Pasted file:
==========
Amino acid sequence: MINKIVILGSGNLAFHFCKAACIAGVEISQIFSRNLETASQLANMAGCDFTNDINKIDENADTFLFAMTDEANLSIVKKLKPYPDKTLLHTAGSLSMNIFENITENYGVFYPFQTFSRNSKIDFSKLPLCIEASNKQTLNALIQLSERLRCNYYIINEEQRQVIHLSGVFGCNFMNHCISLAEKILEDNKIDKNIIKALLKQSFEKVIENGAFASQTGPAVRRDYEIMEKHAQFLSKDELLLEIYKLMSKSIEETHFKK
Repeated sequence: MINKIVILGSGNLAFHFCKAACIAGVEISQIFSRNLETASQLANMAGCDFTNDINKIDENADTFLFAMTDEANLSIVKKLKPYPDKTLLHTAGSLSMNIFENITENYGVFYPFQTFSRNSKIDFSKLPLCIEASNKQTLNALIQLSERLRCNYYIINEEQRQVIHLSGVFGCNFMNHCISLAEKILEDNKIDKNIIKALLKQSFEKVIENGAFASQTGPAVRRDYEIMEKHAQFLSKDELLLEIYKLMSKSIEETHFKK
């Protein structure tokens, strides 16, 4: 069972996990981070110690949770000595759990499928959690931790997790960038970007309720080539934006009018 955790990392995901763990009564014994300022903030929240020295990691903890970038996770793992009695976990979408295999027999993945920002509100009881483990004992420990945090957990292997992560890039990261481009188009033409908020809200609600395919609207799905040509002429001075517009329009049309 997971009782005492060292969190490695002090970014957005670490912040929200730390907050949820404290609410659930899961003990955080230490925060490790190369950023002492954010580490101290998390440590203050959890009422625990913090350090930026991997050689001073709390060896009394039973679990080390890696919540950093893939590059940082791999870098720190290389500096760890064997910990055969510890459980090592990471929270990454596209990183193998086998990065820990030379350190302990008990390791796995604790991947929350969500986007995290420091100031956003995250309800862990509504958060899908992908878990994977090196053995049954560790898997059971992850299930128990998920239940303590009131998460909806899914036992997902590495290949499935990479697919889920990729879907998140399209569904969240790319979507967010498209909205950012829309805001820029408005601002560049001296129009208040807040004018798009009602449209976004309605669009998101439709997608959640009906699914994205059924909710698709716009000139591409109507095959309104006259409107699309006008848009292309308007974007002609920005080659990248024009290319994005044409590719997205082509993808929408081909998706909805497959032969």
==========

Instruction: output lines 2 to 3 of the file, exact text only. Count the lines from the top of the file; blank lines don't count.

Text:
Repeated sequence: MINKIVILGSGNLAFHFCKAACIAGVEISQIFSRNLETASQLANMAGCDFTNDINKIDENADTFLFAMTDEANLSIVKKLKPYPDKTLLHTAGSLSMNIFENITENYGVFYPFQTFSRNSKIDFSKLPLCIEASNKQTLNALIQLSERLRCNYYIINEEQRQVIHLSGVFGCNFMNHCISLAEKILEDNKIDKNIIKALLKQSFEKVIENGAFASQTGPAVRRDYEIMEKHAQFLSKDELLLEIYKLMSKSIEETHFKK
């Protein structure tokens, strides 16, 4: 069972996990981070110690949770000595759990499928959690931790997790960038970007309720080539934006009018 955790990392995901763990009564014994300022903030929240020295990691903890970038996770793992009695976990979408295999027999993945920002509100009881483990004992420990945090957990292997992560890039990261481009188009033409908020809200609600395919609207799905040509002429001075517009329009049309 997971009782005492060292969190490695002090970014957005670490912040929200730390907050949820404290609410659930899961003990955080230490925060490790190369950023002492954010580490101290998390440590203050959890009422625990913090350090930026991997050689001073709390060896009394039973679990080390890696919540950093893939590059940082791999870098720190290389500096760890064997910990055969510890459980090592990471929270990454596209990183193998086998990065820990030379350190302990008990390791796995604790991947929350969500986007995290420091100031956003995250309800862990509504958060899908992908878990994977090196053995049954560790898997059971992850299930128990998920239940303590009131998460909806899914036992997902590495290949499935990479697919889920990729879907998140399209569904969240790319979507967010498209909205950012829309805001820029408005601002560049001296129009208040807040004018798009009602449209976004309605669009998101439709997608959640009906699914994205059924909710698709716009000139591409109507095959309104006259409107699309006008848009292309308007974007002609920005080659990248024009290319994005044409590719997205082509993808929408081909998706909805497959032969």